Interview with Ryan Harvey and Mark Gunnery of the Riot Folk Collective
“Today and Tomorrow” by Ryan Harvey
Halfway through October, driven by characteristic restless leg syndrome, the looming Northeast winter, and the lure of a wide open America peppered with folk enclaves, the intrepid Folk to Folk crew jumped into Bertha the Toyota Camry and took off to the south.
First up was Baltimore. Ryan Harvey, activist, songwriter, and founding member of the Riot Folk Collective, had just gotten back to the States from a three-month long European tour and generously offered to put us up in the house he shared with fellow Riot Folk-er Mark Gunnery, right over by Tupac’s old hood.
Riot Folk was created seven years ago as an anti-profit mutual-aid collective of musicians and activists and currently lists Ryan, Mark, Adhamh Roland, Brenna Sahatjian, Evan Greer, Kate Boverman, Ethan Miller, Shannon Murray, and Tom Frampton as members. The group shares funds, contacts, and a desire to “make music to provoke, educate, heal and inspire.” A collective is not a cohesive unit. The members live in different areas, have different (though compatible) politics, play different styles of music and prioritize activism and music in different ways. Ryan cites his activist roots in the global justice movement, is heavily influenced by hip-hop, and has been active on the cause of veterans rights. Mark’s causes include herbalism and Palestinian solidarity, often performs in drag, and has recently ventured into electroclash. Riot Folk is less a brand and more a firebrand - a call to arms to take back folk from the watered down acoustic soft rock or “adult alternative” types and recreate it as the music of the people, with a people-centered political consciousness.
As we drove around charm city, we were floored by the contrast between the picturesque row houses of the science/university-oriented areas and the ghetto full of foreclosed homes sprawling under the ominous blue lights of omnipresent police cameras. Ryan, a Baltimore native, told us how his city went from being a major industrial center to a capital of HIV, heroin, crime, and inequality. As industry fled, so did hundreds of thousands of people. Combine this with a recession and a foreclosure crisis, and you get 84,000 abandoned homes and the kind of tour where every couple of blocks someone points out “hey, I saw this corner on The Wire!”
Bleak as this is, the inequality doesn’t go completely ignored. We passed the Baltimore Free School; Red Emma’s - a collectively owned coffeeshop, bookshop/infoshop, and community hub named after Emma Goldman; the 2640 Church which doubles as a community center; and the Baltimore Free Farm which repurposed an empty lot into a community garden. We learned about the Algebra Project, which promotes mathematics as a route for educational equality and advocates against youth prisons. We ate delicious black bean burgers and drank $3 Longtrails in Little Havana on the harbor and talked about how we got from the global justice movement and the Seattle WTO protests to the horizontal organizing of the Occupy movement and how although the term “anarchist” is being thrown around by the press as a pejorative/fear mongering term, it’s a philosophy that (at it’s best) promotes personal responsibility and small-scale socially conscious community organizing. On our way back to the house, we passed the Baltimore Occupy - small but going strong, in talks of becoming a squatter movement. With all those abandoned homes on hand, it made sense that sleeping in a public park might not seem like the right kind of revolution for this city.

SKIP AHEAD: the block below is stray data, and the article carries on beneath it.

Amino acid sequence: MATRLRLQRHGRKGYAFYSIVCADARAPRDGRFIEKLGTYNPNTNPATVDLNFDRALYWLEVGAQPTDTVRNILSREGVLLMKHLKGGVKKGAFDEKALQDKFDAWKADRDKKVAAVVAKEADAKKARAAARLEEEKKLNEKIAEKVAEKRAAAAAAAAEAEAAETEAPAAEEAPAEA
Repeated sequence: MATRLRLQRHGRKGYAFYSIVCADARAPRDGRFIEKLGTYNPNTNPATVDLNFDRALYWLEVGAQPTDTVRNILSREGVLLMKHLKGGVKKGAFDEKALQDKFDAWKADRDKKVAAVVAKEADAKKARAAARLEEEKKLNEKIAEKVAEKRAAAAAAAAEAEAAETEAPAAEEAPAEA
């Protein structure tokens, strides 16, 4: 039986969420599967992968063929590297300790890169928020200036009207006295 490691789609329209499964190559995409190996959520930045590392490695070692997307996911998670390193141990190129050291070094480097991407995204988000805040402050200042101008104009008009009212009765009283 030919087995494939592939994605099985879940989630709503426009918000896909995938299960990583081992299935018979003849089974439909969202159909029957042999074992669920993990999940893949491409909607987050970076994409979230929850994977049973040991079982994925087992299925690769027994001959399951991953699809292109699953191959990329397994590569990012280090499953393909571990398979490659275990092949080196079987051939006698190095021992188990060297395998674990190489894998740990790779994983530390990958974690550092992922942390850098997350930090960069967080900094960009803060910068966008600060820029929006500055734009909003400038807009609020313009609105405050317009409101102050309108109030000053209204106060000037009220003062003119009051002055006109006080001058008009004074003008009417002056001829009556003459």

“No I won’t cover a Bob Dylan song,” said Ryan back in his living room. “I write my own songs.” That doesn’t mean he fancies himself a Dylan-esque figure. As musicians along our route kept pointing out, the folk revival of the sixties played into the same hierarchy folk was supposed to dismantle. Folk was supposed to be the music of the people, but sixties labels deified folk singers as preachers and centralized the community around a couple of white male figureheads who wrote anthems for the people. We don’t mean to diminish the importance of those musicians or the quality of their music. Blood on the Tracks and Highway 61 Revisited got a whole lot of mileage in our Camry - we’re more than willing to lay down an abrasive cover of “Idiot Wind” to prove that. But 2011 isn’t about monoculture and “the Occupy generation” isn’t about anthems. Just as Occupy’s organizational politics encourage a polyphony of voices and causes to be heard, today’s music scenes are too fragmented and niche-oriented to ever generate something that can be considered an anthem in the classic sense of the word.
As Ryan points out in this great essay, there is no shortage of political music being created today, if you know where to look. Except for the brief sixties zeitgeist in which record labels were hungry to produce political music, there’s something inherently contradictory between profit-motivated pop pleasantries and activist protest songs. That’s not to say there are no popular political artists - musicians like MIA, Talib Kweli, and Propagandi are well known for their instigating. But when it comes to the contemporary wave of Occupy-style politics where collaboration is valued more than competition and the medium is as important as the message, young political artists are more likely to self-release records, distribute them for little to no money, and focus their energies more on community organization than self promotion.
As the night ended, we were exhausted, excited that our trip got off to the best possible start, and stoked for whatever came next. I drifted off under a poster of two bundled up kids and their instruments that read, “In the dark times, will there be singing? Yes. There will be singing about the dark times.”